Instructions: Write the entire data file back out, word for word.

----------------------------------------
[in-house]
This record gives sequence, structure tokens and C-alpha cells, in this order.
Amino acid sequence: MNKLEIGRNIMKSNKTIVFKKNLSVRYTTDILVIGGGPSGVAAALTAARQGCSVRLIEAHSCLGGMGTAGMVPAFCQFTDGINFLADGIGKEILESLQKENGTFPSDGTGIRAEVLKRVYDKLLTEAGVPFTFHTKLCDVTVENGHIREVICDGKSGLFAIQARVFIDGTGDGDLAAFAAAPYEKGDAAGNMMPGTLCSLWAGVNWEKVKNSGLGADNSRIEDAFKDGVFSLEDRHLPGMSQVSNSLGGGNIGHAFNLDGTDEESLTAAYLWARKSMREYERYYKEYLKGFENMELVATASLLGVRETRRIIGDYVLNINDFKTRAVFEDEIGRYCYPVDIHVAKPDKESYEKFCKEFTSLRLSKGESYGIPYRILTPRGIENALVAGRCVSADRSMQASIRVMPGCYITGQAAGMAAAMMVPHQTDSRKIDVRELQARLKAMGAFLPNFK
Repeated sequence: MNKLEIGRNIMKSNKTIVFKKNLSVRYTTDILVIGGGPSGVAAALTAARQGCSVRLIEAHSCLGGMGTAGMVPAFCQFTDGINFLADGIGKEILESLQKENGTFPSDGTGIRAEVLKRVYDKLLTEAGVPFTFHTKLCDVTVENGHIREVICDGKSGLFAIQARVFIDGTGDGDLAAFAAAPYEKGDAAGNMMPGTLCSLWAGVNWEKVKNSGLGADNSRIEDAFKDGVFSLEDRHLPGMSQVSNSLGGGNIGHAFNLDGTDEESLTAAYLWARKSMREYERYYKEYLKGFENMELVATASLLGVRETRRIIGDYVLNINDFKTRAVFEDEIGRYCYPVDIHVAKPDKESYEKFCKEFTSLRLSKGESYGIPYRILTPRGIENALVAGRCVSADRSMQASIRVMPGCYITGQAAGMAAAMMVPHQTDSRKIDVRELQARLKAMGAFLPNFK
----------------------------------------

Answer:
[in-house]
This record gives sequence, structure tokens and C-alpha cells, in this order.
Amino acid sequence: MNKLEIGRNIMKSNKTIVFKKNLSVRYTTDILVIGGGPSGVAAALTAARQGCSVRLIEAHSCLGGMGTAGMVPAFCQFTDGINFLADGIGKEILESLQKENGTFPSDGTGIRAEVLKRVYDKLLTEAGVPFTFHTKLCDVTVENGHIREVICDGKSGLFAIQARVFIDGTGDGDLAAFAAAPYEKGDAAGNMMPGTLCSLWAGVNWEKVKNSGLGADNSRIEDAFKDGVFSLEDRHLPGMSQVSNSLGGGNIGHAFNLDGTDEESLTAAYLWARKSMREYERYYKEYLKGFENMELVATASLLGVRETRRIIGDYVLNINDFKTRAVFEDEIGRYCYPVDIHVAKPDKESYEKFCKEFTSLRLSKGESYGIPYRILTPRGIENALVAGRCVSADRSMQASIRVMPGCYITGQAAGMAAAMMVPHQTDSRKIDVRELQARLKAMGAFLPNFK
Repeated sequence: MNKLEIGRNIMKSNKTIVFKKNLSVRYTTDILVIGGGPSGVAAALTAARQGCSVRLIEAHSCLGGMGTAGMVPAFCQFTDGINFLADGIGKEILESLQKENGTFPSDGTGIRAEVLKRVYDKLLTEAGVPFTFHTKLCDVTVENGHIREVICDGKSGLFAIQARVFIDGTGDGDLAAFAAAPYEKGDAAGNMMPGTLCSLWAGVNWEKVKNSGLGADNSRIEDAFKDGVFSLEDRHLPGMSQVSNSLGGGNIGHAFNLDGTDEESLTAAYLWARKSMREYERYYKEYLKGFENMELVATASLLGVRETRRIIGDYVLNINDFKTRAVFEDEIGRYCYPVDIHVAKPDKESYEKFCKEFTSLRLSKGESYGIPYRILTPRGIENALVAGRCVSADRSMQASIRVMPGCYITGQAAGMAAAMMVPHQTDSRKIDVRELQARLKAMGAFLPNFK